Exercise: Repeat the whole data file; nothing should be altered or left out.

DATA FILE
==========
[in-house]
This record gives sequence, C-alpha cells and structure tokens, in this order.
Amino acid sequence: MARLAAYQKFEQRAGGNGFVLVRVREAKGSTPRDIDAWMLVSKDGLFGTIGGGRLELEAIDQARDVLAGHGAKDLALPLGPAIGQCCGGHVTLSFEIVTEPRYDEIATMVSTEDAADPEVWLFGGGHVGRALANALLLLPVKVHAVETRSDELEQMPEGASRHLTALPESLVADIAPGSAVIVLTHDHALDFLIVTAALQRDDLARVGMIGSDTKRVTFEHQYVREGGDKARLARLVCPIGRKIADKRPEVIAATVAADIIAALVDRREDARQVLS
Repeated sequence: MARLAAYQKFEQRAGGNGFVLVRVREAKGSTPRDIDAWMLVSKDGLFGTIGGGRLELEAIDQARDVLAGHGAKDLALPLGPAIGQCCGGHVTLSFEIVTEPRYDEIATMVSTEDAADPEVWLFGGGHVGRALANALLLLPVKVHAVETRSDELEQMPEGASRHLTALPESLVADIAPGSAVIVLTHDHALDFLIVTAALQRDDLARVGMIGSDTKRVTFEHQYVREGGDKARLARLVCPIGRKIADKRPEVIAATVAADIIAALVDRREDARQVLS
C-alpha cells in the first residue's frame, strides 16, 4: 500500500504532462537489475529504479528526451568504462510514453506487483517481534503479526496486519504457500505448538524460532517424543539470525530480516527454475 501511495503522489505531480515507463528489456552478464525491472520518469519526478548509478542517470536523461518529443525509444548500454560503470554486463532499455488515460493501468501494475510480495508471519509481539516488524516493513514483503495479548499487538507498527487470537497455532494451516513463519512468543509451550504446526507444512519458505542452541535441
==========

[in-house]
This record gives sequence, C-alpha cells and structure tokens, in this order.
Amino acid sequence: MARLAAYQKFEQRAGGNGFVLVRVREAKGSTPRDIDAWMLVSKDGLFGTIGGGRLELEAIDQARDVLAGHGAKDLALPLGPAIGQCCGGHVTLSFEIVTEPRYDEIATMVSTEDAADPEVWLFGGGHVGRALANALLLLPVKVHAVETRSDELEQMPEGASRHLTALPESLVADIAPGSAVIVLTHDHALDFLIVTAALQRDDLARVGMIGSDTKRVTFEHQYVREGGDKARLARLVCPIGRKIADKRPEVIAATVAADIIAALVDRREDARQVLS
Repeated sequence: MARLAAYQKFEQRAGGNGFVLVRVREAKGSTPRDIDAWMLVSKDGLFGTIGGGRLELEAIDQARDVLAGHGAKDLALPLGPAIGQCCGGHVTLSFEIVTEPRYDEIATMVSTEDAADPEVWLFGGGHVGRALANALLLLPVKVHAVETRSDELEQMPEGASRHLTALPESLVADIAPGSAVIVLTHDHALDFLIVTAALQRDDLARVGMIGSDTKRVTFEHQYVREGGDKARLARLVCPIGRKIADKRPEVIAATVAADIIAALVDRREDARQVLS
C-alpha cells in the first residue's frame, strides 16, 4: 500500500504532462537489475529504479528526451568504462510514453506487483517481534503479526496486519504457500505448538524460532517424543539470525530480516527454475 501511495503522489505531480515507463528489456552478464525491472520518469519526478548509478542517470536523461518529443525509444548500454560503470554486463532499455488515460493501468501494475510480495508471519509481539516488524516493513514483503495479548499487538507498527487470537497455532494451516513463519512468543509451550504446526507444512519458505542452541535441